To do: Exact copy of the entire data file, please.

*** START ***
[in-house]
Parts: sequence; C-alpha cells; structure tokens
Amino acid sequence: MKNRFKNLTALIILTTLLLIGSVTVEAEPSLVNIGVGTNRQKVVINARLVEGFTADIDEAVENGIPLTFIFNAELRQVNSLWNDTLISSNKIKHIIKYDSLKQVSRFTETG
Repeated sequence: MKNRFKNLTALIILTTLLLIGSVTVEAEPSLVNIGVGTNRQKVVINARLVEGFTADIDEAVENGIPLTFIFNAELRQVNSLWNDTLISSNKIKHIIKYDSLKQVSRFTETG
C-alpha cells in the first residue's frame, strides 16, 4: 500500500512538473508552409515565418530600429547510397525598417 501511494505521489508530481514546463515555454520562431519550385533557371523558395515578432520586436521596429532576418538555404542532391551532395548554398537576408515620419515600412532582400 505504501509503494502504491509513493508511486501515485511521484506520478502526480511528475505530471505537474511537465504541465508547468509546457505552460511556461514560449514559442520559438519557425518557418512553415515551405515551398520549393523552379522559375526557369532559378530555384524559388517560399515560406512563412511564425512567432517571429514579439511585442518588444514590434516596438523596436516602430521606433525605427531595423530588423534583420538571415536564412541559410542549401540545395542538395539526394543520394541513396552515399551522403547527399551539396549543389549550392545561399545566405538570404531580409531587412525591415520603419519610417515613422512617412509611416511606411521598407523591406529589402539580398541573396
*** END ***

[in-house]
Parts: sequence; C-alpha cells; structure tokens
Amino acid sequence: MKNRFKNLTALIILTTLLLIGSVTVEAEPSLVNIGVGTNRQKVVINARLVEGFTADIDEAVENGIPLTFIFNAELRQVNSLWNDTLISSNKIKHIIKYDSLKQVSRFTETG
Repeated sequence: MKNRFKNLTALIILTTLLLIGSVTVEAEPSLVNIGVGTNRQKVVINARLVEGFTADIDEAVENGIPLTFIFNAELRQVNSLWNDTLISSNKIKHIIKYDSLKQVSRFTETG
C-alpha cells in the first residue's frame, strides 16, 4: 500500500512538473508552409515565418530600429547510397525598417 501511494505521489508530481514546463515555454520562431519550385533557371523558395515578432520586436521596429532576418538555404542532391551532395548554398537576408515620419515600412532582400 505504501509503494502504491509513493508511486501515485511521484506520478502526480511528475505530471505537474511537465504541465508547468509546457505552460511556461514560449514559442520559438519557425518557418512553415515551405515551398520549393523552379522559375526557369532559378530555384524559388517560399515560406512563412511564425512567432517571429514579439511585442518588444514590434516596438523596436516602430521606433525605427531595423530588423534583420538571415536564412541559410542549401540545395542538395539526394543520394541513396552515399551522403547527399551539396549543389549550392545561399545566405538570404531580409531587412525591415520603419519610417515613422512617412509611416511606411521598407523591406529589402539580398541573396